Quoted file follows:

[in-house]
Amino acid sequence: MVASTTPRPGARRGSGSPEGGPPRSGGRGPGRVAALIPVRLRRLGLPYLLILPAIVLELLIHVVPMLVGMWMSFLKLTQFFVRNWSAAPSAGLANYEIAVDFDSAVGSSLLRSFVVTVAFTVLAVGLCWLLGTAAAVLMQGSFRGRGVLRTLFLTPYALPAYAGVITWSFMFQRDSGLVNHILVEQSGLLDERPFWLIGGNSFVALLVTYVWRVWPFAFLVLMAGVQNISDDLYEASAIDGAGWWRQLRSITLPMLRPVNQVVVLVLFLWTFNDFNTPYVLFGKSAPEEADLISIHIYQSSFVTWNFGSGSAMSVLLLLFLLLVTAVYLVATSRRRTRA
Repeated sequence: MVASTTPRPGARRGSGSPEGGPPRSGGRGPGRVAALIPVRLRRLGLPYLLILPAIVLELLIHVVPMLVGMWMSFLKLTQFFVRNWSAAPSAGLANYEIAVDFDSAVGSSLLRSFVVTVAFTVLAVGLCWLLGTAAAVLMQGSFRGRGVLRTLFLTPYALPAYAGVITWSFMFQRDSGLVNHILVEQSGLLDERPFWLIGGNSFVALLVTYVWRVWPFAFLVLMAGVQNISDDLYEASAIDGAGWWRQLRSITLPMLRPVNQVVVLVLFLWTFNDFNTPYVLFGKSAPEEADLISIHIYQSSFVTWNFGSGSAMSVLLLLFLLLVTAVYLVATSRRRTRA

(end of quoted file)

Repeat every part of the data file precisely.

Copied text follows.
[in-house]
Amino acid sequence: MVASTTPRPGARRGSGSPEGGPPRSGGRGPGRVAALIPVRLRRLGLPYLLILPAIVLELLIHVVPMLVGMWMSFLKLTQFFVRNWSAAPSAGLANYEIAVDFDSAVGSSLLRSFVVTVAFTVLAVGLCWLLGTAAAVLMQGSFRGRGVLRTLFLTPYALPAYAGVITWSFMFQRDSGLVNHILVEQSGLLDERPFWLIGGNSFVALLVTYVWRVWPFAFLVLMAGVQNISDDLYEASAIDGAGWWRQLRSITLPMLRPVNQVVVLVLFLWTFNDFNTPYVLFGKSAPEEADLISIHIYQSSFVTWNFGSGSAMSVLLLLFLLLVTAVYLVATSRRRTRA
Repeated sequence: MVASTTPRPGARRGSGSPEGGPPRSGGRGPGRVAALIPVRLRRLGLPYLLILPAIVLELLIHVVPMLVGMWMSFLKLTQFFVRNWSAAPSAGLANYEIAVDFDSAVGSSLLRSFVVTVAFTVLAVGLCWLLGTAAAVLMQGSFRGRGVLRTLFLTPYALPAYAGVITWSFMFQRDSGLVNHILVEQSGLLDERPFWLIGGNSFVALLVTYVWRVWPFAFLVLMAGVQNISDDLYEASAIDGAGWWRQLRSITLPMLRPVNQVVVLVLFLWTFNDFNTPYVLFGKSAPEEADLISIHIYQSSFVTWNFGSGSAMSVLLLLFLLLVTAVYLVATSRRRTRA